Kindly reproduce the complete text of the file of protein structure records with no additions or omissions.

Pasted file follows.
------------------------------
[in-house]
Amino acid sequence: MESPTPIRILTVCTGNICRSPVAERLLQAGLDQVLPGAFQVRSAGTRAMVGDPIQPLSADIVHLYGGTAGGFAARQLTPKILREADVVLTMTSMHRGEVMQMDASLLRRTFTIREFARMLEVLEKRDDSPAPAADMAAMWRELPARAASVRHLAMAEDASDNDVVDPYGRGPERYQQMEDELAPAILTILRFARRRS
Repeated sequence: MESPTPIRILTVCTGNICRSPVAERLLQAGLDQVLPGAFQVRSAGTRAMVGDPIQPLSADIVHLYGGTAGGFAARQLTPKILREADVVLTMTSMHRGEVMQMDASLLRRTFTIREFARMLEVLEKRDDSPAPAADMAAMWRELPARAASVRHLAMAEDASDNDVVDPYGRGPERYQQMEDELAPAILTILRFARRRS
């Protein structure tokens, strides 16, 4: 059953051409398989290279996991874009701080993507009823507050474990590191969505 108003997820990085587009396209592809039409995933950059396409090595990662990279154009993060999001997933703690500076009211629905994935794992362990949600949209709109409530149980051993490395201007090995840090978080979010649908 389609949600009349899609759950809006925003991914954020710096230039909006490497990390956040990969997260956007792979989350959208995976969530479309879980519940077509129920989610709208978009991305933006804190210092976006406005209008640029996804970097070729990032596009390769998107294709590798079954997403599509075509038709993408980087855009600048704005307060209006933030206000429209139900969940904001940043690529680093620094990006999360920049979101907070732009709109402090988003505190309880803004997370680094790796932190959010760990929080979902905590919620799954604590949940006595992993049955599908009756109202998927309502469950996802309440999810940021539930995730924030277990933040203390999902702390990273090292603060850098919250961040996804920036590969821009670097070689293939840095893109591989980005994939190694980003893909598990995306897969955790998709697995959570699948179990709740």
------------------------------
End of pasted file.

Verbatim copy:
[in-house]
Amino acid sequence: MESPTPIRILTVCTGNICRSPVAERLLQAGLDQVLPGAFQVRSAGTRAMVGDPIQPLSADIVHLYGGTAGGFAARQLTPKILREADVVLTMTSMHRGEVMQMDASLLRRTFTIREFARMLEVLEKRDDSPAPAADMAAMWRELPARAASVRHLAMAEDASDNDVVDPYGRGPERYQQMEDELAPAILTILRFARRRS
Repeated sequence: MESPTPIRILTVCTGNICRSPVAERLLQAGLDQVLPGAFQVRSAGTRAMVGDPIQPLSADIVHLYGGTAGGFAARQLTPKILREADVVLTMTSMHRGEVMQMDASLLRRTFTIREFARMLEVLEKRDDSPAPAADMAAMWRELPARAASVRHLAMAEDASDNDVVDPYGRGPERYQQMEDELAPAILTILRFARRRS
């Protein structure tokens, strides 16, 4: 059953051409398989290279996991874009701080993507009823507050474990590191969505 108003997820990085587009396209592809039409995933950059396409090595990662990279154009993060999001997933703690500076009211629905994935794992362990949600949209709109409530149980051993490395201007090995840090978080979010649908 389609949600009349899609759950809006925003991914954020710096230039909006490497990390956040990969997260956007792979989350959208995976969530479309879980519940077509129920989610709208978009991305933006804190210092976006406005209008640029996804970097070729990032596009390769998107294709590798079954997403599509075509038709993408980087855009600048704005307060209006933030206000429209139900969940904001940043690529680093620094990006999360920049979101907070732009709109402090988003505190309880803004997370680094790796932190959010760990929080979902905590919620799954604590949940006595992993049955599908009756109202998927309502469950996802309440999810940021539930995730924030277990933040203390999902702390990273090292603060850098919250961040996804920036590969821009670097070689293939840095893109591989980005994939190694980003893909598990995306897969955790998709697995959570699948179990709740």